Chapter 11.  Remote and Offline Operation

Table of Contents

1. Detach and Attach
1.1. Detach Behavior
1.2. Attach Behavior
1.3. Defining the Detached Object Graph
1.3.1. Detached State Field
2. Remote Event Notification Framework
2.1. Remote Commit Provider Configuration
2.1.1. JMS
2.1.2. TCP
2.1.3. Common Properties
2.2. Customization

The standard JPA runtime environment is local and online. It is local in that components such as EntityManagers and queries connect directly to the datastore and execute their actions in the same JVM as the code using them. It is online in that all changes to managed objects must be made in the context of an active EntityManager. These two properties, combined with the fact that EntityManagers cannot be serialized for storage or network transfer, make the standard JPA runtime difficult to incorporate into some enterprise and client/server program designs.

OpenJPA extends the standard runtime to add remote and offline capabilities in the form of enhanced Detach and Attach APIs and Remote Commit Events. The following sections explain these capabilities in detail.

1.  Detach and Attach

The JPA Overview describes the specification's standard detach and attach APIs in Section 2, “ Entity Lifecycle Management ”. This section enumerates OpenJPA's enhancements to the standard behavior.

1.1.  Detach Behavior

In JPA, objects detach automatically when they are serialized or when a persistence context ends. The specification does not define any way to explicitly detach objects. The extended OpenJPAEntityManager, however, allows you to explicitly detach objects at any time.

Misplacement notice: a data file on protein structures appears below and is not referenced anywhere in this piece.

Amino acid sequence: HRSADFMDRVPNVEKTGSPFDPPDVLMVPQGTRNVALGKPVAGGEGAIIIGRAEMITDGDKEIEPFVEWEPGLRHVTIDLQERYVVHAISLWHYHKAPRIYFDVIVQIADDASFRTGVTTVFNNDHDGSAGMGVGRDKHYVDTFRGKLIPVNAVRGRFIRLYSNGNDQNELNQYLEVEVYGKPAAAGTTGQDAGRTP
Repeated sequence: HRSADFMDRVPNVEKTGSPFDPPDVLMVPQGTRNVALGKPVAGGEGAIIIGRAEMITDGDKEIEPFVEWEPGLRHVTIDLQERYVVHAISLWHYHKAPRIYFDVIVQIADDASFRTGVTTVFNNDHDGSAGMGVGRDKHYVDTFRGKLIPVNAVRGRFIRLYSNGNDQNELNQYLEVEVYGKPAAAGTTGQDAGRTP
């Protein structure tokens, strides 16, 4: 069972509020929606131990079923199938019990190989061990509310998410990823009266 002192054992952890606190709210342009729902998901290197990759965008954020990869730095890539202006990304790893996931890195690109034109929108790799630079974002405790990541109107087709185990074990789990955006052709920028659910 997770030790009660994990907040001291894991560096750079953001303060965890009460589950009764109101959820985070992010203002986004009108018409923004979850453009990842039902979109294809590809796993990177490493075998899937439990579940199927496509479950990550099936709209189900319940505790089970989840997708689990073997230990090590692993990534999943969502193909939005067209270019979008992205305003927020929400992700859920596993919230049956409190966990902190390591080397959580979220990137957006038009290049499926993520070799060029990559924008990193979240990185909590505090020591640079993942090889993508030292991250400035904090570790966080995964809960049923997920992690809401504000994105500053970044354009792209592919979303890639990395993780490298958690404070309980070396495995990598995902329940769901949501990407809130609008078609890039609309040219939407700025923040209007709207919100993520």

public Object detach(Object pc):
public Object[] detachAll(Object... pcs):
public Collection detachAll(Collection pcs):

Each detach method returns detached copies of the given instances. The copy mechanism is similar to serialization, except that only certain fields are traversed. We will see how to control which fields are detached in a later section.

When detaching an instance that has been modified in the current transaction (and thus made dirty), the current transaction is flushed. This means that when subsequently re-attaching the detached instances, OpenJPA assumes that the transaction from which they were originally detached was committed; if it has been rolled back, then the re-attachment process will throw an optimistic concurrency exception.

You can stop OpenJPA from assuming the transaction will commit in the following ways :

  • Invoke EntityTransaction.setRollbackOnly prior to detachingyour objects. Setting the RollbackOnly flag prevents OpenJPA from flushing when detaching dirty objects; instead OpenJPA just runs its pre-flush actions (see the OpenJPAEntityManager.preFlush Javadoc for details).